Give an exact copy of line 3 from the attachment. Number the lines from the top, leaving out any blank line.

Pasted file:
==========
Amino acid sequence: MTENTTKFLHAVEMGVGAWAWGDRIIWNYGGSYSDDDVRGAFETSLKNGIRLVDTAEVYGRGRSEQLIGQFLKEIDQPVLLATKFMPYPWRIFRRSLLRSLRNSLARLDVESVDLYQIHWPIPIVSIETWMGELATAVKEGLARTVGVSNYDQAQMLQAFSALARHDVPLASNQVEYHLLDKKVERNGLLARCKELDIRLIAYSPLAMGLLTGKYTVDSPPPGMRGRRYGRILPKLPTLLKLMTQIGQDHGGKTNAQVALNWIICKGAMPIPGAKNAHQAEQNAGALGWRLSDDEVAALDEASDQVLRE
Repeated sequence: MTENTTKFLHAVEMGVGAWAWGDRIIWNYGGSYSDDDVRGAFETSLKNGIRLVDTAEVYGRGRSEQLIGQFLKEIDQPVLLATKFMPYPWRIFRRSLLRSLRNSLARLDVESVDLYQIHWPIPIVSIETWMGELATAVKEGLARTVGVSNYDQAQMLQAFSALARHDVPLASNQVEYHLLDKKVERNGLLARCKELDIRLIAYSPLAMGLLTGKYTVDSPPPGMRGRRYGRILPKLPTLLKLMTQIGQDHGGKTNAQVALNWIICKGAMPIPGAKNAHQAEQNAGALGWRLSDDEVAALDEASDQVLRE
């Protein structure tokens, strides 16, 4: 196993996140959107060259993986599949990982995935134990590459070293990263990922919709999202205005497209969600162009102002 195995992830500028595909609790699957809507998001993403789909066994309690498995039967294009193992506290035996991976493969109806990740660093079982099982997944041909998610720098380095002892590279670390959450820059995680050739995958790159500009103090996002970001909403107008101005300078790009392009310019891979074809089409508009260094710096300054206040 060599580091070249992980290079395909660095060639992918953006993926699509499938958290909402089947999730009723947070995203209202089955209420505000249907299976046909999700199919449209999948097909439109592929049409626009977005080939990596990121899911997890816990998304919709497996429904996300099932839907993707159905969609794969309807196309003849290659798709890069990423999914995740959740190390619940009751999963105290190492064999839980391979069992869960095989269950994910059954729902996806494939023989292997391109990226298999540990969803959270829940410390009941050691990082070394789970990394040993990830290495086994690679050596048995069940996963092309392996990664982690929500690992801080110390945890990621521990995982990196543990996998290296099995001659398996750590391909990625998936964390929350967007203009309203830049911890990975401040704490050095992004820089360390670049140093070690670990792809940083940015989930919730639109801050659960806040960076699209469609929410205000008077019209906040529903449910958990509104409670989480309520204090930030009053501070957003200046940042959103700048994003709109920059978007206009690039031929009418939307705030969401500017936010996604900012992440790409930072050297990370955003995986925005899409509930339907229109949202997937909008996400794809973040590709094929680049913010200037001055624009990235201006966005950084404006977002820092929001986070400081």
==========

């Protein structure tokens, strides 16, 4: 196993996140959107060259993986599949990982995935134990590459070293990263990922919709999202205005497209969600162009102002 195995992830500028595909609790699957809507998001993403789909066994309690498995039967294009193992506290035996991976493969109806990740660093079982099982997944041909998610720098380095002892590279670390959450820059995680050739995958790159500009103090996002970001909403107008101005300078790009392009310019891979074809089409508009260094710096300054206040 060599580091070249992980290079395909660095060639992918953006993926699509499938958290909402089947999730009723947070995203209202089955209420505000249907299976046909999700199919449209999948097909439109592929049409626009977005080939990596990121899911997890816990998304919709497996429904996300099932839907993707159905969609794969309807196309003849290659798709890069990423999914995740959740190390619940009751999963105290190492064999839980391979069992869960095989269950994910059954729902996806494939023989292997391109990226298999540990969803959270829940410390009941050691990082070394789970990394040993990830290495086994690679050596048995069940996963092309392996990664982690929500690992801080110390945890990621521990995982990196543990996998290296099995001659398996750590391909990625998936964390929350967007203009309203830049911890990975401040704490050095992004820089360390670049140093070690670990792809940083940015989930919730639109801050659960806040960076699209469609929410205000008077019209906040529903449910958990509104409670989480309520204090930030009053501070957003200046940042959103700048994003709109920059978007206009690039031929009418939307705030969401500017936010996604900012992440790409930072050297990370955003995986925005899409509930339907229109949202997937909008996400794809973040590709094929680049913010200037001055624009990235201006966005950084404006977002820092929001986070400081």